Spenser Watkins allowed one run on four hits and two walks over five innings against the Cubs. He struck out five. Watkins allowed leadoff baserunners in the third and fourth innings but was able to escape both jams without giving up a run. However, he surrendered his first run of the game in the fifth inning following a triple from Christopher Morel and a sacrifice fly by Rafael Ortega. Over his last four starts, Watkins has given up just three earned runs across 22.2 innings while sporting a 3.4 K/BB over that stretch. He finished the first half of the 2022 campaign with a solid 3.93 ERA and a 4.49 FIP, with a 1.37 WHIP, and a 1.55 K/BB over 52.2 innings. The last time he faced the Rays, Watkins exited the game after being struck by a line drive off the bat of Ji-Man Choi in the first inning. Key Matchups: Randy Arozarena (5-8, 2B, 2 RBI, BB), Ji-Man Choi (3-5, 3 RBI, BB), Brandon Lowe (3-10, 2 2B, RBI, BB), Francisco Mejía (2-3, 2B), Brett Phillips (1-4, 2B, RBI)

Drew Rasmussen got the start Friday and gave up one earned run on seven hits and a walk while striking out four over five innings. Rasmussen looked good in his first start back after the All-Star Break, holding the Royals to only one run over five innings of work on 94 pitches (55 strikes, 59% strike rate). He has been solid since coming back from a hamstring injury at the beginning of July, boasting a 2.29 ERA in four starts this month. The 26-year-old right-hander has excellent spin on his fastball and opponents are only hitting .228 on his heater so far this season. All told, the right-hander maintains a 3.13 ERA and 3.64 FIP, with a 1.18 WHIP, and a 3.00 K/BB across 77.2 innings. He is 0-0 with a 4.50 ERA in one start against Baltimore this season.

Tyler Wells allowed five earned runs on five hits and two walks while striking out four across five innings against the Yankees on Friday. Four of the five runs that Wells surrendered came from a pair of long balls by Aaron Judge. While the homers sunk his outing, it marked only the second time this season that he’s been taken deep multiple times in a start. Overall, Wells maintains a 3.69 ERA and a 4.29 FIP, with a 2.74 K/BB, and a 1.10 WHIP across 90.1 innings. He is 0-2 with a 7.50 ERA in three starts against the Rays this season. Key Matchups: Yu Chang (2-3, 2 2B, 2 RBI), Brandon Lowe (2-4, HR, 2 RBI), Josh Lowe (2-3, 2B, BB)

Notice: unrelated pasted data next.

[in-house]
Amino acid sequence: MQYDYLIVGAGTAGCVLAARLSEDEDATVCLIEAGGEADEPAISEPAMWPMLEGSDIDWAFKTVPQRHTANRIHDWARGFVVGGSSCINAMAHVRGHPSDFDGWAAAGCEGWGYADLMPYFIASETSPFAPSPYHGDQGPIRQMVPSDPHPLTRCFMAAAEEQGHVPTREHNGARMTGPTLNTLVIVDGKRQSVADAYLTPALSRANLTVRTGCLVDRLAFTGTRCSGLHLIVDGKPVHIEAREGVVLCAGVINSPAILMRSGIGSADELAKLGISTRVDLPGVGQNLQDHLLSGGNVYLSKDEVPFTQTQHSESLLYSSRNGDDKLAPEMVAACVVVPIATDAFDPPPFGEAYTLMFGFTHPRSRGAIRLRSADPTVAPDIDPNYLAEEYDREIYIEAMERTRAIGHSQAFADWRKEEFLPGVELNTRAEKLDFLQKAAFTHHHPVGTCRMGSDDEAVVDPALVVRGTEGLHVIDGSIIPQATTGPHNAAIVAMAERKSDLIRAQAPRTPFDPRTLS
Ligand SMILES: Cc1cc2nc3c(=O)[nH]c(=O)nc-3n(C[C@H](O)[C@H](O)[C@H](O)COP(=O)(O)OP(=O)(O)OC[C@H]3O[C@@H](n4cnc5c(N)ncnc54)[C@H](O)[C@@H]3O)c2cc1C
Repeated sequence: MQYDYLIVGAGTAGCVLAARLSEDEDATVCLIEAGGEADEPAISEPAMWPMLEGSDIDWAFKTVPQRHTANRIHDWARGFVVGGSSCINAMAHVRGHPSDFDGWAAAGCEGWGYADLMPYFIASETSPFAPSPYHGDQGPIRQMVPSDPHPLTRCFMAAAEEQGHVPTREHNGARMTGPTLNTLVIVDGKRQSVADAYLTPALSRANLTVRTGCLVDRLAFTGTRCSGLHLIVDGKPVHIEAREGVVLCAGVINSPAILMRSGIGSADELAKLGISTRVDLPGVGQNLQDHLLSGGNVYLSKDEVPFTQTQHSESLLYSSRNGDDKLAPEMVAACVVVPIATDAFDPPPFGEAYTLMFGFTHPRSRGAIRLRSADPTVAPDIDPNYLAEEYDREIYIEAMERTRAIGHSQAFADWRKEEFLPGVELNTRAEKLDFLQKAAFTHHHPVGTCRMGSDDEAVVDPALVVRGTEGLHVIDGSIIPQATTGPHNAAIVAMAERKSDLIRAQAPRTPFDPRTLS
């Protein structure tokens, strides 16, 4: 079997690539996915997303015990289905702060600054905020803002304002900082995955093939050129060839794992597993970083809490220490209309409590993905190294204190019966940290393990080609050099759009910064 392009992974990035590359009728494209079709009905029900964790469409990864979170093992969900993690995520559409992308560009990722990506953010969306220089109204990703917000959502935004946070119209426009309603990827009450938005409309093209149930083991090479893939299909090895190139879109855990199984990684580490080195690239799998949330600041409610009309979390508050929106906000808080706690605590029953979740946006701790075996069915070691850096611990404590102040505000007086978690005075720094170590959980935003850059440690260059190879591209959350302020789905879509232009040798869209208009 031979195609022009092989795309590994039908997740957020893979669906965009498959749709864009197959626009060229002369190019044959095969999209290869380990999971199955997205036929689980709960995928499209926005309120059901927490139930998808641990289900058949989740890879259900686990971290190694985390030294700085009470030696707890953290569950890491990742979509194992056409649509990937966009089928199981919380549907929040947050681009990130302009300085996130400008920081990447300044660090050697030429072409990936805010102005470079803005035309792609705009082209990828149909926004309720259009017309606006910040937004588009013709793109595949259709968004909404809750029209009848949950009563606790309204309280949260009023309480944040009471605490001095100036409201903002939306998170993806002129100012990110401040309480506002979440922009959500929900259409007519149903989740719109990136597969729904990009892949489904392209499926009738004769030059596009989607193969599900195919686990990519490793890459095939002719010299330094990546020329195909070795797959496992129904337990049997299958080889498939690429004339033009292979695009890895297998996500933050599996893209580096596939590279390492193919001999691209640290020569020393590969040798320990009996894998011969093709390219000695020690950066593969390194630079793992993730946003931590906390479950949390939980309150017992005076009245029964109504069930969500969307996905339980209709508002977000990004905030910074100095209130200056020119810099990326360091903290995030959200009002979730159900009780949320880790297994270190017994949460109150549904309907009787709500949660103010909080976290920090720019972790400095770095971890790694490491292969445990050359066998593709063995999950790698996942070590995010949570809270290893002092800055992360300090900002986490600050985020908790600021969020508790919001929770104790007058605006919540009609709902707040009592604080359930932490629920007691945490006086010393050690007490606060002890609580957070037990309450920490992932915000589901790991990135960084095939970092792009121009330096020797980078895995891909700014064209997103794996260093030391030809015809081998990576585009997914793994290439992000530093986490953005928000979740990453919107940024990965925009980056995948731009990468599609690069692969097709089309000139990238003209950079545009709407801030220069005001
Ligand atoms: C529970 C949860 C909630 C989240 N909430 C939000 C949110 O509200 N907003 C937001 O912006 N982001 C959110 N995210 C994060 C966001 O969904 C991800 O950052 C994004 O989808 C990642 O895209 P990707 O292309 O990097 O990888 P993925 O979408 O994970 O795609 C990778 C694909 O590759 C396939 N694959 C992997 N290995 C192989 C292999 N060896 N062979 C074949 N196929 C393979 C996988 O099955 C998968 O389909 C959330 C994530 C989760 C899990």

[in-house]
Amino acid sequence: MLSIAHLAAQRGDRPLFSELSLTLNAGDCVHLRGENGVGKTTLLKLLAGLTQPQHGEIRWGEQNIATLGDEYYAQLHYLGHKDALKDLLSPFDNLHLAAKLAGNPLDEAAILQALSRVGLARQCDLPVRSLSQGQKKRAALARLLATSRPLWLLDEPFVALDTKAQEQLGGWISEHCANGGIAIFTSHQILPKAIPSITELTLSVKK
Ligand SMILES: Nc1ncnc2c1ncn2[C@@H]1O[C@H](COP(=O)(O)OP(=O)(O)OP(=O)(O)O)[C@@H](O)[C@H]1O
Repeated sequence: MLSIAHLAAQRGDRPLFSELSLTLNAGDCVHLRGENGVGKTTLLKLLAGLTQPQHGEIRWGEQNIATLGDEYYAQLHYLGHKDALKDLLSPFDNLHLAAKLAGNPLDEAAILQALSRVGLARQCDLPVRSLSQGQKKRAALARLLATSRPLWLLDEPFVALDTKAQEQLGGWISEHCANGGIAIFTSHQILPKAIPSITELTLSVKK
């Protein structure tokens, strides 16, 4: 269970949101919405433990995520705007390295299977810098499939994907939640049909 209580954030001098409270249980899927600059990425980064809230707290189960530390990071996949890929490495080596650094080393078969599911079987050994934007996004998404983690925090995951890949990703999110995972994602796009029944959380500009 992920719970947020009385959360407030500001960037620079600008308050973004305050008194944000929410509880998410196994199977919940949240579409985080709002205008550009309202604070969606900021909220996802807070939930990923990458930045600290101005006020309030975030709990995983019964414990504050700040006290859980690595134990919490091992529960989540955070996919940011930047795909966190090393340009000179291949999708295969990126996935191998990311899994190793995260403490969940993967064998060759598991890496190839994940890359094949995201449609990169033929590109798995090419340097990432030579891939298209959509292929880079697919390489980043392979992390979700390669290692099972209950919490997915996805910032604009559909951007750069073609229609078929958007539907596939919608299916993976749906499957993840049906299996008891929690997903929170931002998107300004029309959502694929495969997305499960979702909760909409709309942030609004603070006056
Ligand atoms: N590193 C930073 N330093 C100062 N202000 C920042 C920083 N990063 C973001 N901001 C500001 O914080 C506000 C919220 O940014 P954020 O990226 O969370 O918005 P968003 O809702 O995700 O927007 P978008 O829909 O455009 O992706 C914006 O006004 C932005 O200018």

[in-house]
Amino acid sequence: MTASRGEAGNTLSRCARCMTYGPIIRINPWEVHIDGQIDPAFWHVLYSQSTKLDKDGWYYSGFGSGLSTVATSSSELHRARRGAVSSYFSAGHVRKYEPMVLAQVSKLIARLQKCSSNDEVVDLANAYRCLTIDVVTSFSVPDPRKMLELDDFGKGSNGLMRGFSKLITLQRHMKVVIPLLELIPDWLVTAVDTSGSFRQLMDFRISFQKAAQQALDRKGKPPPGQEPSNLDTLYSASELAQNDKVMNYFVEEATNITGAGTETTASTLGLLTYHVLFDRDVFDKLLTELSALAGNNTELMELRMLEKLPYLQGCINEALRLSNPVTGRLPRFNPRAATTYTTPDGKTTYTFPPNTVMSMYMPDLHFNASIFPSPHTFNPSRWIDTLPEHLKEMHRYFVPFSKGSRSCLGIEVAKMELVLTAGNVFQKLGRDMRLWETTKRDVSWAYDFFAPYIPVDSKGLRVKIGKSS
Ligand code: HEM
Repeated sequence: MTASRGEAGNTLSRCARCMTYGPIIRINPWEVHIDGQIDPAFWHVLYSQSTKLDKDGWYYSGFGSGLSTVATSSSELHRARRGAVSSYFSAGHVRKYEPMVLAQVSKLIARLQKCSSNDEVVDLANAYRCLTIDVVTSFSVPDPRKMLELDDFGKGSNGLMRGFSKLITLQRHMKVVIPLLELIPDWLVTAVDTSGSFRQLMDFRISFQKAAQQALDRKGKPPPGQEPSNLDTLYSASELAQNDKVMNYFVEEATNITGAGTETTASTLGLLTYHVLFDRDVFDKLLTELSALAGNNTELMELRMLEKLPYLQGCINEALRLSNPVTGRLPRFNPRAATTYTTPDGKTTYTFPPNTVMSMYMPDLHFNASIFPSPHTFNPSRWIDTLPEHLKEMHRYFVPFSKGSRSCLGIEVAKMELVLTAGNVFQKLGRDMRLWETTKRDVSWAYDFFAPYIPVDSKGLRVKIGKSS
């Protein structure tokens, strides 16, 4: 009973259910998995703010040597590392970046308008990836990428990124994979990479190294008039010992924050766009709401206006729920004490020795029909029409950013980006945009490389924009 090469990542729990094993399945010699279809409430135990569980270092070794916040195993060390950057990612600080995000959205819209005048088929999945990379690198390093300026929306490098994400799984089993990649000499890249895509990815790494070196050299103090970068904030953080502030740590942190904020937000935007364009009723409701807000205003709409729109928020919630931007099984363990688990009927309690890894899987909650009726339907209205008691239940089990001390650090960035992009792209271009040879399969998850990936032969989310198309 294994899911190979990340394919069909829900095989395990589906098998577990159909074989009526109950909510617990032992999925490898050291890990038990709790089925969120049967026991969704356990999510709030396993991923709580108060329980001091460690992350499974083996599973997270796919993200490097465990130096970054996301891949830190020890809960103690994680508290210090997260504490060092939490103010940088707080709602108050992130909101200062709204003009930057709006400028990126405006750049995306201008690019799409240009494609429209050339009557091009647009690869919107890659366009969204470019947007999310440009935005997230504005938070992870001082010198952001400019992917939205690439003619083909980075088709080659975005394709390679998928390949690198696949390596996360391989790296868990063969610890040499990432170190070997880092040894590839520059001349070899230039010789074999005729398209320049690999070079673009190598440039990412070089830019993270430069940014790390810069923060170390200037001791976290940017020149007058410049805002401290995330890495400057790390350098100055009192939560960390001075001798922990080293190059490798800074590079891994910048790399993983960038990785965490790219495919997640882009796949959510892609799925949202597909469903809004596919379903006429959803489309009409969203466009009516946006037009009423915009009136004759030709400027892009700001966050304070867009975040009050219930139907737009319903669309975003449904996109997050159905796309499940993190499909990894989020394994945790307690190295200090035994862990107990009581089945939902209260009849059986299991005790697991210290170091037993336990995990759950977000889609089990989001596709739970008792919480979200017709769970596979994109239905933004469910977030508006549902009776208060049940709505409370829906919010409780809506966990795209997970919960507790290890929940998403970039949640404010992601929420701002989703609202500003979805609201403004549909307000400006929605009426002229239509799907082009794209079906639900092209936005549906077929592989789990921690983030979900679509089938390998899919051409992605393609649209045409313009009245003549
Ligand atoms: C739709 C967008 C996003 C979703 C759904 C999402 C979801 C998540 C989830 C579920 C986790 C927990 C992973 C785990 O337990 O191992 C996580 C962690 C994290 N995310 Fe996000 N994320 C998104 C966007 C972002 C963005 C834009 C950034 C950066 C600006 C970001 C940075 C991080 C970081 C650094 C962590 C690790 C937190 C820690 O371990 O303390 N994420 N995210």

Ryan Yarbrough practically mirrored Luis Patiño on Saturday, completing 4.0 innings and allowing three runs on six hits and three walks while striking out two on 74 pitches (45 strikes, 61% strike rate). The Rays tied the game at three apiece in the seventh inning, yet Michael A. Taylor and Bobby Witt Jr. went deep off Yarbrough, who before the eighth had thrown three scoreless frames in relief. Taylor, who did not start the game, hit a solo shot to left with one out, putting the Royals ahead by a run, while Witt’s two-run shot for the final margin came with two outs, scoring Nicky Lopez, who reached on an infield hit. The left-hander now maintains a 5.61 ERA and a 5.33 FIP, with a 1.52 WHIP and a 2.00 K/BB across 43.1 big-league innings this season. He is 0-0 with a 2.89 ERA in two outings (one start) against the Orioles this season.

Jordan Lyles allowed three runs on eight hits and two walks over five innings against the Yankees. He struck out two. Lyles surrendered single tallies during the first, second, and fourth innings and generated only two swinging strikes on 99 total pitches, although he was able to keep Baltimore within striking distance. The right-hander delivered three consecutive quality starts to begin June but has surrendered nine runs over 7.2 frames in his past two turns. Overall Lyles has a 4.79 ERA and a 4.44 FIP, with a 1.45 WHIP, and a 2.58 K/BB across 112.2 innings (20 starts). He is 0-2 with a 12.91 ERA in two starts against the Rays this season. Key Matchups: Randy Arozarena (2-8, HR, RBI), Christian Bethancourt (1-2), Ji-Man Choi (1-2, BB), Brandon Lowe (2-7, 2 2B, BB), Josh Lowe (3-5, 2B, 3B, RBI), Francisco Mejía (3-5, HR, 3 RBI), Brett Phillips (2-5, HR, 4 RBI, BB)